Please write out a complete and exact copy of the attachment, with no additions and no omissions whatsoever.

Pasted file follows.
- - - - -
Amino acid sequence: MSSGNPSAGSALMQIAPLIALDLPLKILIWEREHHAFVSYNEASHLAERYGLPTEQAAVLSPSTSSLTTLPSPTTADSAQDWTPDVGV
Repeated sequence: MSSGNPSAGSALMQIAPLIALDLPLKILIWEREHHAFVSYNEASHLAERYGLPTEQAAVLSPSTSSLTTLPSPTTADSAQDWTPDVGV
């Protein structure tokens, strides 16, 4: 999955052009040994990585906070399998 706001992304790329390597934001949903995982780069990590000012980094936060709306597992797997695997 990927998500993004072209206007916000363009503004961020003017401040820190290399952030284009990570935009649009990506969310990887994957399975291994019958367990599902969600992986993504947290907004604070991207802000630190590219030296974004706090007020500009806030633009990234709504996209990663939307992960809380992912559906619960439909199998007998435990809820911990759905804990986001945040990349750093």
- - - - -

Amino acid sequence: MSSGNPSAGSALMQIAPLIALDLPLKILIWEREHHAFVSYNEASHLAERYGLPTEQAAVLSPSTSSLTTLPSPTTADSAQDWTPDVGV
Repeated sequence: MSSGNPSAGSALMQIAPLIALDLPLKILIWEREHHAFVSYNEASHLAERYGLPTEQAAVLSPSTSSLTTLPSPTTADSAQDWTPDVGV
């Protein structure tokens, strides 16, 4: 999955052009040994990585906070399998 706001992304790329390597934001949903995982780069990590000012980094936060709306597992797997695997 990927998500993004072209206007916000363009503004961020003017401040820190290399952030284009990570935009649009990506969310990887994957399975291994019958367990599902969600992986993504947290907004604070991207802000630190590219030296974004706090007020500009806030633009990234709504996209990663939307992960809380992912559906619960439909199998007998435990809820911990759905804990986001945040990349750093």